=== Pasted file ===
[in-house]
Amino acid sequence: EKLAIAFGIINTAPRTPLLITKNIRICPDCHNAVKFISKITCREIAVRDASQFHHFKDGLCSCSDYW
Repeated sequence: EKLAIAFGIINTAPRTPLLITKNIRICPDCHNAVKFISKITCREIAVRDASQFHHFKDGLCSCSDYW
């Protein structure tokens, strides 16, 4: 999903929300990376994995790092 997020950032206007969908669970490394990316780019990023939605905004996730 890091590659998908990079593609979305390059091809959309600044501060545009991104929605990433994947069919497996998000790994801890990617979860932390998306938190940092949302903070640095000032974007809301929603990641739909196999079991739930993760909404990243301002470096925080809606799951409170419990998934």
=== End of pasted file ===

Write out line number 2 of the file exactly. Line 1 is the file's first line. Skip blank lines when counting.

Amino acid sequence: EKLAIAFGIINTAPRTPLLITKNIRICPDCHNAVKFISKITCREIAVRDASQFHHFKDGLCSCSDYW